Tip for the Reader: Strategize to sell the option when the difference between the strike price is closer to the underlying asset’s market price whilst the time for expiration is relatively closer.
Sell Using the Implied Volatility
It is always good for the Option sellers for the price of the underlying asset, say stocks, to be confined in a narrow trading range, or move in the seller’s favour. Thus, it is very important to understand how volatility is crucial for an options seller. Sellers can use Implied Volatility to profit.
As talked about in the earlier articles, Implied Volatility shows the expected movement of the underlying asset in the future. Implied volatility can be thought of as the market’s expectation of the movement in a security’s price. It decreases when the market is bullish, and investors believe that prices are likely to rise in the foreseeable time.
The premium of an option increases If a stock has high implied volatility.
It is not an unusual scenario in the market when at one point an option seller is short on a contract and there is a sudden rise in the demand for contracts in the market. This increases the price of the premium and may even cause a loss, even in the case where the stock doesn’t move much.
When there is a rise in the levels of implied volatility, the investor should consider selling the options. As the premium of the options relatively increases, it is more profitable to sell the option. Keeping track of implied volatility helps an option seller with an upper hand by selling the options when the implied volatility is high.
Time decay also has an effect on the sensitivity of Implied Volatility. The closer the strike price is to the stock price, the more likely is the Implied Volatility to change.
Tip for the Reader: Higher the Volatility, higher the premium for the seller.
Probability of Success
As talked about in the earlier articles, keeping Greek Delta in check while buying options is helpful. It means a change in the option’s premium, which is expected to happen with a percentage change in the underlying stock’s/index price.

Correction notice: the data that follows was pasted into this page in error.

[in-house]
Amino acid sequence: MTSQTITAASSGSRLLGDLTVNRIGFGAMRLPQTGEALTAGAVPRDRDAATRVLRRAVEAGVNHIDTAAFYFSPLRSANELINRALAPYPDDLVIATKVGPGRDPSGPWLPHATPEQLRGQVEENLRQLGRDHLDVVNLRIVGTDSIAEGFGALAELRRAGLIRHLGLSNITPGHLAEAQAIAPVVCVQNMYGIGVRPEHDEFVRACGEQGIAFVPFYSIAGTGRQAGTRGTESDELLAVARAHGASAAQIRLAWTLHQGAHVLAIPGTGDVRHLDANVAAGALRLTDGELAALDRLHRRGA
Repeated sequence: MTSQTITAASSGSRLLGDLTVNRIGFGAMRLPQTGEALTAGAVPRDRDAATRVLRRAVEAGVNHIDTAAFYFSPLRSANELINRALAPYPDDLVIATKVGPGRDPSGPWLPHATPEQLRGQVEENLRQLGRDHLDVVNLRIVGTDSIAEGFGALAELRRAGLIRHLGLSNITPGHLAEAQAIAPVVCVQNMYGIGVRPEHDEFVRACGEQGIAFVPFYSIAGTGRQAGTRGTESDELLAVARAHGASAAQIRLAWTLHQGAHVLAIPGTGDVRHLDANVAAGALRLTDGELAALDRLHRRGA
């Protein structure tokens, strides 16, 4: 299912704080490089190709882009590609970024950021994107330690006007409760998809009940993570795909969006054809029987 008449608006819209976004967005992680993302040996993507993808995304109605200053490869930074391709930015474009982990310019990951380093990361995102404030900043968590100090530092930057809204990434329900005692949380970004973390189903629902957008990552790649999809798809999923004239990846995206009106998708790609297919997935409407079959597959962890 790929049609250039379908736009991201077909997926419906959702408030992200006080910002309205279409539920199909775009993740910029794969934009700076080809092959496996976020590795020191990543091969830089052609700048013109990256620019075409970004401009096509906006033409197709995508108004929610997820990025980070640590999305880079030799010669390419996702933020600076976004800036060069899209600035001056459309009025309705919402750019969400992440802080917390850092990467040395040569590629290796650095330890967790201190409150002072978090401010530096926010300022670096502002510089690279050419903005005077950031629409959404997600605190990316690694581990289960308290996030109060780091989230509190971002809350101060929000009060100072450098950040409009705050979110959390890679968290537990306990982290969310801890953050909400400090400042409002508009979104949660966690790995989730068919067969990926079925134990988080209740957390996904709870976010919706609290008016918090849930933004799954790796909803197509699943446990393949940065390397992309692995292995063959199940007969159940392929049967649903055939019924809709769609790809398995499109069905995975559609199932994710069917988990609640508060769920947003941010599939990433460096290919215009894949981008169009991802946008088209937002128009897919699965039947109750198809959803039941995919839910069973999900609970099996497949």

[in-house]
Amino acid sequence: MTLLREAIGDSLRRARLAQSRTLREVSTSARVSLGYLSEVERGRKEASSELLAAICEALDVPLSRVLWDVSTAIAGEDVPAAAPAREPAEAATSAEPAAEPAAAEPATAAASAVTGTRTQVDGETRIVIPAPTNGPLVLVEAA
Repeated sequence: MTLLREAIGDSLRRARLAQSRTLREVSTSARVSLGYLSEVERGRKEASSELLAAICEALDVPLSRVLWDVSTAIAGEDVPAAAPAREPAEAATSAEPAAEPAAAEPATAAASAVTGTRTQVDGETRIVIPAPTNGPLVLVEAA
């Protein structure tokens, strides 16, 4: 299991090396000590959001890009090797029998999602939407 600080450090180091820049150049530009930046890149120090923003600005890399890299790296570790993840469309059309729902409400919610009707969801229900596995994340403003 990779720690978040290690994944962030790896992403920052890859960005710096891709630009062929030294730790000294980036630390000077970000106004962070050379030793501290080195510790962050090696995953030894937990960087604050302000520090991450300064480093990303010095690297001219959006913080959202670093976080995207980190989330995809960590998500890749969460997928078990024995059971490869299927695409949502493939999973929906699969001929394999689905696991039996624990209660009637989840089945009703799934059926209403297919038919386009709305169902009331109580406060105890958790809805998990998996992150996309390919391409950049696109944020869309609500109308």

An option seller can also use delta to determine what is the probability of success. For example, if the value of Delta is 1.0, it means that it is a 100% chance that the option will be in the money by expiration even if it is at least INR 1. Similarly, a 0.30 delta has about a 30% chance that the option will in the money at the time of expiration.
When selling, the probability of making a profit is as high as the measure or extent to which the option is out of money because it decreases the threat that the seller will be assigned in case the contract is exercised.
In some cases, the option seller has to decide if he wants a greater probability of success or a greater premium from selling the option. This has been discussed further in the article.
It is important to remember that premium pay-outs would be lower if a lower delta accompanies the strike prices.
Although, various factors other than delta, can be used as a foundation for calculations using delta in calculations is based on implied volatility and thus, gives investors a better position than others in the market.
Tip for the Reader: More the value of Delta near the expiration of the contract, the higher is the chance to score a better profit.
Taking Advantage of Time Decay
With the nearing date of expiration, the value of an option decreases. This phenomenon is known as Time Decay. The Greek Theta is a measure of time decay. It is not unusual for a stock to move around in almost different directions and thus, the time value goes and comes back.
Both types of Options Calls and Puts have the value of Theta negative because the options lose value with time. For a seller, Theta is positive. For option buyers, the options lose value from day one, but for the seller, the position will be positive in Theta.
This criterion is not the same for ‘At the Money’ (ATM) and ‘In the Money’ (ITM) options. For ITM options, the time is very little. These options slowly move towards their intrinsic value, losing their time value. Thus, the decay for ITM options is rather slow. On the other hand, the decay is different for ATM options. Usually, in an ATM option, the value of Delta is 0.5 and the strike and stock prices are almost equal. These options decay very slowly till about six weeks until the date of expiration and then pick up the pace.
As Time Decay begins to accelerate, sellers try to make use of the time value, so sellers usually stay within and wait for a period of six to seven weeks. It is possible to go further out in time and this would bring in more premium for the seller, but the problem is that rate of Time Decay after this period is usually very slow.